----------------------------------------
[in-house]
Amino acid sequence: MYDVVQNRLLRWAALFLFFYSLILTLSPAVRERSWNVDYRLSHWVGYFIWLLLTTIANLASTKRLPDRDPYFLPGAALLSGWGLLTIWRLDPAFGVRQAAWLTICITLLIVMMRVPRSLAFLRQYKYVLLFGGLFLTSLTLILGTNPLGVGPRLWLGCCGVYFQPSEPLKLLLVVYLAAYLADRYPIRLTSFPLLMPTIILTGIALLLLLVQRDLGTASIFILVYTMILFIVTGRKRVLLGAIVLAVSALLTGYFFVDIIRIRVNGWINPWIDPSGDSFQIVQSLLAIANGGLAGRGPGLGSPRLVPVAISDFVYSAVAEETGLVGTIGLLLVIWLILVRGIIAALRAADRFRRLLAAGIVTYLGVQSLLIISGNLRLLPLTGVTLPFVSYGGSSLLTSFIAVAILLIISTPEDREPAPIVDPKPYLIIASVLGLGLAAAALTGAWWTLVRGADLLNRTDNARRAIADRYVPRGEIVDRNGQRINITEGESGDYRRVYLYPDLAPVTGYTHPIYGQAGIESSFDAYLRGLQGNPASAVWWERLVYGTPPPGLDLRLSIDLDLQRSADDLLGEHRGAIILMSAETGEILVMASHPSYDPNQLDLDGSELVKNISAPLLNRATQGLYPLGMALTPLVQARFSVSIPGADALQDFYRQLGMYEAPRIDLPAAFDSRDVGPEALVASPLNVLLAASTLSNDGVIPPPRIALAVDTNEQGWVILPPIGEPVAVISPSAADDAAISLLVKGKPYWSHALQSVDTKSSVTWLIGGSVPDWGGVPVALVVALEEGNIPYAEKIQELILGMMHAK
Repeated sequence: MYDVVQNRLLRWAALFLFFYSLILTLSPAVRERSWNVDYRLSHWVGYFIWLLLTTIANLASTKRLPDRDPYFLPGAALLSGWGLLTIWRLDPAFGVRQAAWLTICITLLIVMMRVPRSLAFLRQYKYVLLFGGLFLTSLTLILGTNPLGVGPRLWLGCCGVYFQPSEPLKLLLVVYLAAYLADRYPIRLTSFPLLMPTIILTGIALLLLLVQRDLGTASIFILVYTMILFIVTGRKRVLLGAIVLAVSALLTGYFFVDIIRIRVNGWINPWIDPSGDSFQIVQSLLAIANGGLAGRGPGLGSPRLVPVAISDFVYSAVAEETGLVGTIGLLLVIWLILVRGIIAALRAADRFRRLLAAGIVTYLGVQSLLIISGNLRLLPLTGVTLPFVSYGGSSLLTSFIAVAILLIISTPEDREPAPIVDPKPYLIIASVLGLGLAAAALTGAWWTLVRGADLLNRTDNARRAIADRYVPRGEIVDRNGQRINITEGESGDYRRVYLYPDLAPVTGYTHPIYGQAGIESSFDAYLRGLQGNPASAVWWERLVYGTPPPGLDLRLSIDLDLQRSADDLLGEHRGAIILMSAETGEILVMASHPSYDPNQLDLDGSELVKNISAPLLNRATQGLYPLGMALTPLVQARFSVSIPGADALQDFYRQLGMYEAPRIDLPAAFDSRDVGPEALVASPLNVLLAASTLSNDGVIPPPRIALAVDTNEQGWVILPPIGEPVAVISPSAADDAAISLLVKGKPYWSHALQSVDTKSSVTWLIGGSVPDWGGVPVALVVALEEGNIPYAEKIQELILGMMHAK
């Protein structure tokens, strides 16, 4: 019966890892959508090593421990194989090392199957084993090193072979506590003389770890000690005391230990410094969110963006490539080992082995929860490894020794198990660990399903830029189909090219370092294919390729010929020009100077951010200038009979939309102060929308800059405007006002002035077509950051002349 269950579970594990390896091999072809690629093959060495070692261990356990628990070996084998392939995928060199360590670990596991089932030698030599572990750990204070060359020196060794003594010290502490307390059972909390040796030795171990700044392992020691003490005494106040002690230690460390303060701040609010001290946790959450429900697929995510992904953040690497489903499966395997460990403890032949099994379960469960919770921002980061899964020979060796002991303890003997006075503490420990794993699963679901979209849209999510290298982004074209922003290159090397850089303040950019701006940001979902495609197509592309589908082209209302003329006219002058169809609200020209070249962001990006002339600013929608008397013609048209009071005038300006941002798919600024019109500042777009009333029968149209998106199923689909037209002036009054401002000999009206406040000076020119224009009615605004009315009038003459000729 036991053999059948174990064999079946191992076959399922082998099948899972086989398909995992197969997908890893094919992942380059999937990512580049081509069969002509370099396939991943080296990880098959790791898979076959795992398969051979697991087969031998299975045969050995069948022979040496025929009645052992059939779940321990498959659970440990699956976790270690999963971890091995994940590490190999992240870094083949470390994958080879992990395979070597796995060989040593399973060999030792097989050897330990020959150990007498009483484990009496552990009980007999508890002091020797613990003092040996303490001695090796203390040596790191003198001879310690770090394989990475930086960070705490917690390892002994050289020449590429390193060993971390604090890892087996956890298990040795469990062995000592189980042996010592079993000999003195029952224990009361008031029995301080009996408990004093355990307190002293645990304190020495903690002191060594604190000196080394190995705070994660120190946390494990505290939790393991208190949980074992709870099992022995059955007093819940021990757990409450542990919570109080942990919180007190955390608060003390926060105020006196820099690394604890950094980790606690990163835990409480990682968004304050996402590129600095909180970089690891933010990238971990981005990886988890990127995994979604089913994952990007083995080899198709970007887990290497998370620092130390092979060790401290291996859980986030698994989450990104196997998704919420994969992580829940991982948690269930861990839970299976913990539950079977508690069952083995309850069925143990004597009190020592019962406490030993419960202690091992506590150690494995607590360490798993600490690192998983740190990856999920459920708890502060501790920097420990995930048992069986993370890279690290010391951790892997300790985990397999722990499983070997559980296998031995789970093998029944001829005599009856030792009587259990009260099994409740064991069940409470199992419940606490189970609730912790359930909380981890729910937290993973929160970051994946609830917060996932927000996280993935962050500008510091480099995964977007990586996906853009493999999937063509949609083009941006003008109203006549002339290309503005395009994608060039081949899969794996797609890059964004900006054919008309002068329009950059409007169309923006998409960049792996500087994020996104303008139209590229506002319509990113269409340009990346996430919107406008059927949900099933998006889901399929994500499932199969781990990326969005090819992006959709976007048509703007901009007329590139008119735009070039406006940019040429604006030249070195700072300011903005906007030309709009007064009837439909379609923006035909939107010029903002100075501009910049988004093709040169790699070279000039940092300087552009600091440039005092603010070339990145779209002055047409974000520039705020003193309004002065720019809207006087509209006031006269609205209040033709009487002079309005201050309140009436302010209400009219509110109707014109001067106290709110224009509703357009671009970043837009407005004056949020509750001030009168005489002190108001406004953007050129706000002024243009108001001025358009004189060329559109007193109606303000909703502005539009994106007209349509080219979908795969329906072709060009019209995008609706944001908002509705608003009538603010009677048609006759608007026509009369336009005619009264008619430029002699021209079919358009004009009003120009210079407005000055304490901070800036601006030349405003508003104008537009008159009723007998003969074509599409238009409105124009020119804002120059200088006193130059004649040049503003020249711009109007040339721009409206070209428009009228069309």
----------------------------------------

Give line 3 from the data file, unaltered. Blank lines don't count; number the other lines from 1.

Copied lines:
Repeated sequence: MYDVVQNRLLRWAALFLFFYSLILTLSPAVRERSWNVDYRLSHWVGYFIWLLLTTIANLASTKRLPDRDPYFLPGAALLSGWGLLTIWRLDPAFGVRQAAWLTICITLLIVMMRVPRSLAFLRQYKYVLLFGGLFLTSLTLILGTNPLGVGPRLWLGCCGVYFQPSEPLKLLLVVYLAAYLADRYPIRLTSFPLLMPTIILTGIALLLLLVQRDLGTASIFILVYTMILFIVTGRKRVLLGAIVLAVSALLTGYFFVDIIRIRVNGWINPWIDPSGDSFQIVQSLLAIANGGLAGRGPGLGSPRLVPVAISDFVYSAVAEETGLVGTIGLLLVIWLILVRGIIAALRAADRFRRLLAAGIVTYLGVQSLLIISGNLRLLPLTGVTLPFVSYGGSSLLTSFIAVAILLIISTPEDREPAPIVDPKPYLIIASVLGLGLAAAALTGAWWTLVRGADLLNRTDNARRAIADRYVPRGEIVDRNGQRINITEGESGDYRRVYLYPDLAPVTGYTHPIYGQAGIESSFDAYLRGLQGNPASAVWWERLVYGTPPPGLDLRLSIDLDLQRSADDLLGEHRGAIILMSAETGEILVMASHPSYDPNQLDLDGSELVKNISAPLLNRATQGLYPLGMALTPLVQARFSVSIPGADALQDFYRQLGMYEAPRIDLPAAFDSRDVGPEALVASPLNVLLAASTLSNDGVIPPPRIALAVDTNEQGWVILPPIGEPVAVISPSAADDAAISLLVKGKPYWSHALQSVDTKSSVTWLIGGSVPDWGGVPVALVVALEEGNIPYAEKIQELILGMMHAK